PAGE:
What is peripheral neuropathy?
Peripheral neuropathy is a nervous system condition that causes numbness, tingling, and muscle weakness by involvement of the peripheral nervous system, that is, nerves outside the brain and spinal cord.
Why are Vietnam veterans concerned about peripheral neuropathy? Does Agent Orange/dioxin cause it?
Some Vietnam veterans (and others exposed to dioxin) have been diagnosed with peripheral neuropathy and others have expressed concern about developing this condition. Some scientific literature has linked peripheral neuropathy to exposure to dioxin, which was contained in Agent Orange.
On May 23, 1991, the Veterans' Advisory Committee on Environmental Hazards considered the relationship between exposure to dioxin and the development of this condition. The Committee concluded that there is a "significant statistical association" between peripheral neuropathy and exposure to dioxin. The Committee qualified this opinion, stating that the association could be said to exist in the absence of exposure to chemical substances known to cause this disorder. Committee members indicated that other risk factors that must be considered are age and whether the individual suffers from other known causes of peripheral neuropathy such as diabetes, alcoholism, or Guillain-Barre syndrome. The Committee also advised that the disorder must become manifest within ten years of the last known dioxin exposure.
What did the Department of Veterans Affairs (VA) do in response to the Advisory Committee's finding and the subsequent report released by the National Academy of Sciences in July 1993?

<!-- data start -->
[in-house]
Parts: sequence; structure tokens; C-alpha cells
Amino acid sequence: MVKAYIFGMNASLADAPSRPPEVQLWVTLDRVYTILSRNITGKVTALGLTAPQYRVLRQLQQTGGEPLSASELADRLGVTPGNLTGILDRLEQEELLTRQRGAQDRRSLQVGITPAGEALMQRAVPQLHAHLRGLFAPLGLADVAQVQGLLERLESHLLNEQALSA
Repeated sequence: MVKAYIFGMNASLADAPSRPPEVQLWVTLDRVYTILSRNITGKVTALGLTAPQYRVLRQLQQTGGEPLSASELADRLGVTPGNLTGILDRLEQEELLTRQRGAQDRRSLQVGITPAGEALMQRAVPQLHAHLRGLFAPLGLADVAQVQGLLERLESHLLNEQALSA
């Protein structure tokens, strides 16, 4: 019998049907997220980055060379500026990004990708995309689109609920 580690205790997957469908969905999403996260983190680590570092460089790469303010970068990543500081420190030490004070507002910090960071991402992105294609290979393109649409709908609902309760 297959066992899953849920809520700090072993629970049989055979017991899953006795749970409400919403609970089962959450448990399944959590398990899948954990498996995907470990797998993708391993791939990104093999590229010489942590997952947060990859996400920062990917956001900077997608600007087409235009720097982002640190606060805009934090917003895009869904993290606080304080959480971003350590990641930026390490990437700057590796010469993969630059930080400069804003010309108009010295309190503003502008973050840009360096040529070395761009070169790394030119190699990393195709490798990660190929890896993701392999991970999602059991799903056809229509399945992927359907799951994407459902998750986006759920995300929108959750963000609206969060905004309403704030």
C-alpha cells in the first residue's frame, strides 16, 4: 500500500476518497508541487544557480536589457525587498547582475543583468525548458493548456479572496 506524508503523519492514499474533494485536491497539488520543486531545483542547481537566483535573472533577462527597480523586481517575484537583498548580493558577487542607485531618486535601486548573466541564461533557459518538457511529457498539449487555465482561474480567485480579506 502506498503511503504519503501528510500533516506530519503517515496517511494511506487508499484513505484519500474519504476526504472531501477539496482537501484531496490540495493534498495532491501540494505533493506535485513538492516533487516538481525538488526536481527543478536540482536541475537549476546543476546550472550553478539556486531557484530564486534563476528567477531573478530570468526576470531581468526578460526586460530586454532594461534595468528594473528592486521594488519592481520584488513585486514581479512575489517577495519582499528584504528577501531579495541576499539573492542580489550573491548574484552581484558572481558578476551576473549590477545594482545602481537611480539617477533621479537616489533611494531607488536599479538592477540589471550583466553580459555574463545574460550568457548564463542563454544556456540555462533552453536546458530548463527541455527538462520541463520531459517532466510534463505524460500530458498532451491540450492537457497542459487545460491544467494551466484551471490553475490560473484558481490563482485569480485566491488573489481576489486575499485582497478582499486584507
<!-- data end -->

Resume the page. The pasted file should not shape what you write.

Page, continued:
On July 1, 1991, Secretary of Veterans Affairs Derwinski announced that VA will propose rules granting service-connected disability status to certain veterans with peripheral neuropathy. Proposed rule implementing the Secretary's decision was published for public comment in the Federal Register in January 1992. (See 57Fed. Reg. 2236, January 21, 1992). It was anticipated that the final rule would be published in 1993. However, in July 1993, when the National Academy of Sciences (NAS) released its comprehensive report, entitled Veterans and Agent Orange - Health Effects of Herbicides Used in Vietnam, peripheral neuropathy was not included in the category "sufficient evidence of an association" or even "limited/suggestive evidence of an association." Rather, the NAS reviewers concluded that there is "inadequate or insufficient evidence to determine whether an association exists between exposure to herbicides (2,4-D; 2,4,5-T and its contaminant TCDD; cacodylic acid; and picloram) and disorders of the peripheral nervous system." The NAS report added, "Although many case reports suggest that an acute or subacute peripheral neuropathy can develop with exposure to TCDD and related chemicals, reports with comparison groups do not offer clear evidence that TCDD exposure is associated with chronic peripheral neuropathy. The most rigorously conducted studies argue against a relationship between TCDD or herbicides and chronic neuropathy."